When did you realize Thielen was more than just a great story?
Moss: One of my biggest questions for him is how he’s transformed from not seeing coverage, not being game planned for. Where you’re just going out there warming up, as soon as the ball’s kicked off, whatever personnel they call, whatever play they call, you run it. If you have success, OK. Now it’s more that teams are game planning for you where you know you’re seeing certain coverages and coaches are telling you to be prepared for certain coverages. I would just like to know what’s the difference and how does he prepare.
The biggest thing to me that really stands out is not really where he stands with the other wide receivers. He has something different than those other guys. The other guys are great players but they "wow" you in other ways. Thielen is not a "wower." He’s not going to wow you, but he will bring you out of your seat. That’s the difference between him and the elite guys. The elite guys are going to wow you. I’m not putting him in a class and I’m not taking him out of a class. What he’s doing is a little different than Julio Jones, Keenan Allen. At the beginning of the season, teams weren’t game planning for him, and I don’t think a lot of people understand what an actual game plan is. You hear, "The game plan is to stop Randy Moss." That’s what you hear. Let’s go through the week of game planning. I would like to know how he approaches the game differently where early in his career or even earlier in the season it was just -- let’s roll the dice. Now they have to move him, they have to put him in different positions, they have to be able to change up the offensive scheme to try and help him get the ball.
Is there anything from his skill set that compares to yours?
Moss: No, he’s different. I like his body control. One of the biggest things I tried to work on a lot was body control: being in the air, being off-balance. We’re different wide receivers.
There’s a lot of things he’s doing that are going unnoticed, and it’s not scoring touchdowns. It’s his presence and his story. And I think the game planning of how he changes his preparation and how he approaches the game differently now [that is different] than two months ago.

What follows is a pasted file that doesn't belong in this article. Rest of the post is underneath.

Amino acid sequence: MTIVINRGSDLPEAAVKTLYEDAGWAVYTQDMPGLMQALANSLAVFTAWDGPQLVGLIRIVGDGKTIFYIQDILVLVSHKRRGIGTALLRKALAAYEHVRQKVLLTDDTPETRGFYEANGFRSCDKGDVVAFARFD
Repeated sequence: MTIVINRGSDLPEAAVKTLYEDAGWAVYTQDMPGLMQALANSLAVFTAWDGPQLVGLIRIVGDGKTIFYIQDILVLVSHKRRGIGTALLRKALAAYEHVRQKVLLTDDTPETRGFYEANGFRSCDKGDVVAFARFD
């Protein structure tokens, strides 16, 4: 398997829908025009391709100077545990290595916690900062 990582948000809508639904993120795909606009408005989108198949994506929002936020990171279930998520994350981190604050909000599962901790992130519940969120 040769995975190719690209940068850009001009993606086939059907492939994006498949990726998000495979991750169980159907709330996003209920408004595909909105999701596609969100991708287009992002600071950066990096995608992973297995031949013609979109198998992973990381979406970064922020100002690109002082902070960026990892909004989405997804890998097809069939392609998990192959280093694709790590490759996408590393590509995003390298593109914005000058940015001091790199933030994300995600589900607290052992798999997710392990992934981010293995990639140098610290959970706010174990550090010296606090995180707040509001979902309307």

You were at the Vikings' season opener and had a chance to see this team from the beginning of the season. Is it hard to believe everything they’ve accomplished despite some less-than-ideal circumstances with injuries?
Moss: It really is just for the fact of everything that they’ve had to overcome: Who’s the quarterback? How is he going to play? Our running back going out, he’s on IR. We’re basically taking an offensive line and putting guys in places trying to see if it works. As far as what the wide receivers have done, I think that’s what’s really gone unnoticed because a lot of attention has been on Teddy [Bridgewater] and [Sam] Bradford and Keenum and Dalvin Cook. And then Stefon [Diggs] going down for a short period of time. And then this man [Thielen] is picking up like -- "Hey man, we did have two, but we don’t need two. I can be the man to carry us down the stretch." He hasn’t disappointed yet.
And I know this story is about Thielen, but when you look at Keenum staying there in the pocket, getting hit right square in his mouth. A lot of quarterbacks see a defensive lineman coming at them, a lot of them throw it and cringe. Where’s the accuracy? Keenum -- boom! -- is taking it right in his mouth. If those guys were dropping those balls, all of that would hurt. But for the fact that you have guys scoring, making big third-down catches, that doesn’t hurt. Y’all keep bringing it. I know this story is about Thielen, but Keenum’s doing some good things, too. When you look at the overall production from the passing game, that’s scary.